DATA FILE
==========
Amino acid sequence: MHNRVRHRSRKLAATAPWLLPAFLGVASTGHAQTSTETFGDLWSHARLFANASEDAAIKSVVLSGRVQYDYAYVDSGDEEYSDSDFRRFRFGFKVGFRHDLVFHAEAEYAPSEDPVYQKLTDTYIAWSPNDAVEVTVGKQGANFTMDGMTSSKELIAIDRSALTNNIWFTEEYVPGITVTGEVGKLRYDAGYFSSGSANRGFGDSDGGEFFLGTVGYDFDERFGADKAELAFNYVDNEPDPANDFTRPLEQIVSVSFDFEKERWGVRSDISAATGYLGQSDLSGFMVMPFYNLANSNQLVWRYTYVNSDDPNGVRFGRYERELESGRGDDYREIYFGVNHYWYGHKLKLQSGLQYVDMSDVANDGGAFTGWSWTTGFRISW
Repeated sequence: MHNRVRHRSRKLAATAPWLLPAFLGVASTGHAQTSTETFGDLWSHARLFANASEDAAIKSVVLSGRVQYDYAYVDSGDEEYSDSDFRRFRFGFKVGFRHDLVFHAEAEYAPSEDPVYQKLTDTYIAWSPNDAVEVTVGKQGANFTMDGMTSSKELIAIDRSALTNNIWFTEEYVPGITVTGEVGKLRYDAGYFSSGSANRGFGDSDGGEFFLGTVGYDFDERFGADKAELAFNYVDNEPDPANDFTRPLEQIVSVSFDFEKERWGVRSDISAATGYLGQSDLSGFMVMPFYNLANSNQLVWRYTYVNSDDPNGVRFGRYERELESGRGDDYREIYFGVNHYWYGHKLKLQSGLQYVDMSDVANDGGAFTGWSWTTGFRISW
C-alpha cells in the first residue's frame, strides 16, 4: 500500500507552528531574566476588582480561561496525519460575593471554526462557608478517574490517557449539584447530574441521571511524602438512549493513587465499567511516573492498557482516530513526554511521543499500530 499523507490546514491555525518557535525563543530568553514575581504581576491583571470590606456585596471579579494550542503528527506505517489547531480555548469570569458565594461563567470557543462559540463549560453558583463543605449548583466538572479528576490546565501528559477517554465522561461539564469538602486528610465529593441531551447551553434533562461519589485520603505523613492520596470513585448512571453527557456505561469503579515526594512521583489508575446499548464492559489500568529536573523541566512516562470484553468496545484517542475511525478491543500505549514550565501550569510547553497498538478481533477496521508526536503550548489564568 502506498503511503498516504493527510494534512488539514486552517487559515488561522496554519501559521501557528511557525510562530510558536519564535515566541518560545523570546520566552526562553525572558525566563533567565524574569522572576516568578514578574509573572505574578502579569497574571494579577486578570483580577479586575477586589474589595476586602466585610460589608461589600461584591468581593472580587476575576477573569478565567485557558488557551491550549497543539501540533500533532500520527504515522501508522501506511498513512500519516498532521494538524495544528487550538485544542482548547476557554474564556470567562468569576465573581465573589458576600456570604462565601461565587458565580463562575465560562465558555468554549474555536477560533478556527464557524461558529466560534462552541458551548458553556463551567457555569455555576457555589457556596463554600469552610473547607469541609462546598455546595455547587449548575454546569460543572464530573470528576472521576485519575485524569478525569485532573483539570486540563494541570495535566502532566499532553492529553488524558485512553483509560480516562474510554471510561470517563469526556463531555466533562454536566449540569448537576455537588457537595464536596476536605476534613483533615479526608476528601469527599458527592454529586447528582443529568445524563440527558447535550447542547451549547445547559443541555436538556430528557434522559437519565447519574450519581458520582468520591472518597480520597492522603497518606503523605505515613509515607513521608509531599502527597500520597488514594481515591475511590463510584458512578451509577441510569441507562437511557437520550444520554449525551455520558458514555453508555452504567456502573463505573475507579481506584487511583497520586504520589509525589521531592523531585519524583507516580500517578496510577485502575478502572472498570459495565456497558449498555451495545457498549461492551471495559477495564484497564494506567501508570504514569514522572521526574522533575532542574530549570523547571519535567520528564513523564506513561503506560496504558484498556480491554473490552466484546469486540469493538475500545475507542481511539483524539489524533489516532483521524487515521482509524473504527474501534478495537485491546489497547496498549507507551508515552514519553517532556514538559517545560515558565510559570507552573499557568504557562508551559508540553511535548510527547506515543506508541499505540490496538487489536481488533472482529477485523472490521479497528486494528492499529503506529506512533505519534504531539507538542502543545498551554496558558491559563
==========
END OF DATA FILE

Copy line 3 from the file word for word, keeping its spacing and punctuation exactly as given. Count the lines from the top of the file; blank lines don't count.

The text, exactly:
C-alpha cells in the first residue's frame, strides 16, 4: 500500500507552528531574566476588582480561561496525519460575593471554526462557608478517574490517557449539584447530574441521571511524602438512549493513587465499567511516573492498557482516530513526554511521543499500530 499523507490546514491555525518557535525563543530568553514575581504581576491583571470590606456585596471579579494550542503528527506505517489547531480555548469570569458565594461563567470557543462559540463549560453558583463543605449548583466538572479528576490546565501528559477517554465522561461539564469538602486528610465529593441531551447551553434533562461519589485520603505523613492520596470513585448512571453527557456505561469503579515526594512521583489508575446499548464492559489500568529536573523541566512516562470484553468496545484517542475511525478491543500505549514550565501550569510547553497498538478481533477496521508526536503550548489564568 502506498503511503498516504493527510494534512488539514486552517487559515488561522496554519501559521501557528511557525510562530510558536519564535515566541518560545523570546520566552526562553525572558525566563533567565524574569522572576516568578514578574509573572505574578502579569497574571494579577486578570483580577479586575477586589474589595476586602466585610460589608461589600461584591468581593472580587476575576477573569478565567485557558488557551491550549497543539501540533500533532500520527504515522501508522501506511498513512500519516498532521494538524495544528487550538485544542482548547476557554474564556470567562468569576465573581465573589458576600456570604462565601461565587458565580463562575465560562465558555468554549474555536477560533478556527464557524461558529466560534462552541458551548458553556463551567457555569455555576457555589457556596463554600469552610473547607469541609462546598455546595455547587449548575454546569460543572464530573470528576472521576485519575485524569478525569485532573483539570486540563494541570495535566502532566499532553492529553488524558485512553483509560480516562474510554471510561470517563469526556463531555466533562454536566449540569448537576455537588457537595464536596476536605476534613483533615479526608476528601469527599458527592454529586447528582443529568445524563440527558447535550447542547451549547445547559443541555436538556430528557434522559437519565447519574450519581458520582468520591472518597480520597492522603497518606503523605505515613509515607513521608509531599502527597500520597488514594481515591475511590463510584458512578451509577441510569441507562437511557437520550444520554449525551455520558458514555453508555452504567456502573463505573475507579481506584487511583497520586504520589509525589521531592523531585519524583507516580500517578496510577485502575478502572472498570459495565456497558449498555451495545457498549461492551471495559477495564484497564494506567501508570504514569514522572521526574522533575532542574530549570523547571519535567520528564513523564506513561503506560496504558484498556480491554473490552466484546469486540469493538475500545475507542481511539483524539489524533489516532483521524487515521482509524473504527474501534478495537485491546489497547496498549507507551508515552514519553517532556514538559517545560515558565510559570507552573499557568504557562508551559508540553511535548510527547506515543506508541499505540490496538487489536481488533472482529477485523472490521479497528486494528492499529503506529506512533505519534504531539507538542502543545498551554496558558491559563